From the Boidem - 
an occasional column on computers and information technologies in everyday life

February 22, 1997: That Lingering (after the class) Web Site

During the winter semester of the 1995-96 school year I participated in a course taught by Avigail Oren. The main emphasis of the course was on MUDding as an educational experience, but part of our assignment was to prepare a home page. On one of the pages I prepared I wrote a bit about assigning the preparation of web pages as term papers: Little did I know. This month's column is devoted to a review of the changes that have taken place to those pages in the year that has transpired since that "assignment" was finished, and to the occasional correspondance that has grown around and because of them.

A few entirely new pages were added:

In addition to those new pages a number of pages received significant additions, some less significant changes, and some links to the new pages: But listing the changes hardly gives a proper sense of the ongoing nature of maintaining these pages. It's not something that gets attended to every day, but it's certainly much more than handing in a paper and forgetting about it. Who can forget when mail relating to it keeps coming in. I'm not referring to the occasional e-letter from a friend telling me that s/he enjoyed reading the material on the site, but to e-letters from people whom I don't know at all, but with whom I established contact (or they with me) via the site.

My first hint that something different from a term paper was upon me was when I received a request in the middle of November of last year, asking me for information on a particular aspect of the kibbuz movement:

I like being helpful to whoever needs help, though I had my doubts about how helpful I could be for a paper due less than three weeks from the time I received that letter. But in my response, in addition to noting a couple of (to my mind not particularly helpful) URLs I couldn't help asking "why me?". That would have been flattering if the "Kibbutz web site" hadn't been my own page, which didn't say that I had a lot of research on Kibbutzim, but rather that I'd like to concentrate web materials on the kibbutz on the page.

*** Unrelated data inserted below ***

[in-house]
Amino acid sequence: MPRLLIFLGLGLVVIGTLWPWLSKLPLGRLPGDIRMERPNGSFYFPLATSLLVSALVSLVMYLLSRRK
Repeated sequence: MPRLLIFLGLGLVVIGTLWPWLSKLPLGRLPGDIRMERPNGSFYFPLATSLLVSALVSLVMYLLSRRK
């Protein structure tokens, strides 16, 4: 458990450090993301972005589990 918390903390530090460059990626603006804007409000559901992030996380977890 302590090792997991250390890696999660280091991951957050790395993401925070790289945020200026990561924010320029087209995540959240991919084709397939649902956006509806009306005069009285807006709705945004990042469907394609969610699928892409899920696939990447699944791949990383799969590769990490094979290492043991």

Next came a letter that anwered an ongoing question of mine. In my page of kibbutz related links I'd including a review of one volunteer's year on a kibbutz. That page didn't identify the author, nor did it contain links to any other pages that identified him, so when I added the link I simply wrote that I didn't know who wrote that review. A short correspondance grew out of that first letter. Among other things we found a mutual friend on the kibbutz in question and I passed a "hello" on to him. The correspondance also led to my changing the blurb about the link to include some information on the author.

And of course I also asked how he'd found the site:

And that apparently meant that quite a few people were finding my page of links as well. This was a strange case of "out of mind, but not out of sight".

Next came an offer to add a link to my kibbutz links. A student at the University of Pennsylvania had written a paper on Sexual Equality on the Kibbutz and uploaded it to the web. She suggested that I link to it. I checked out the article and found it informative and well written, and added the link. I also visited the author's web site and found it a pleasure, so I linked to it as well, and along the way I discovered that her father participates on a mailing list I'm subscribed to as well, so that now, when I receive postings from him a particular association gives me a picture of him in my mind.

By far the strangest e-letter I received related to my pages wasn't immediately identifiable as related to them. After all, the title: your queries about sibling rivalry, suggested that I'd somewhere asked about that topic. Rather quickly I figured out that my correspondant had found my page titled (rather humorously, I'd thought) "a note on sibling rivalry", and was responding to that. But if that was the case, had others received the same offer to read/buy the book? An AltaVista search brought up about 1000 hits for "sibling rivalry". Had my correspondant sent a similar letter to 1000 others? Taking the time I didn't have, I send queries to six or seven people whose sights mentioned sibling rivalry, and were individuals rather than organizations so that there might be a reason for them to receive a letter like the one I received, asking whether they also had received a similar letter. I quickly received four responses to my letter: no, nobody had received one. The next step was to ask the sender herself:

To which the reply quickly arrived: So it turned out that simply by being first (I wasn't on the AltaVista search I conducted) I was the lucky person who got an added adventure out of having a web site instead of a term paper. The latest correspondance around the site is regarding a typo. The typo has been corrected, but I can't help wondering about the nature of a medium that permits total strangers to write openly about anal compulsions.

That's it for this edition. Reactions and suggestions can be sent to:

Jay Hurvitz

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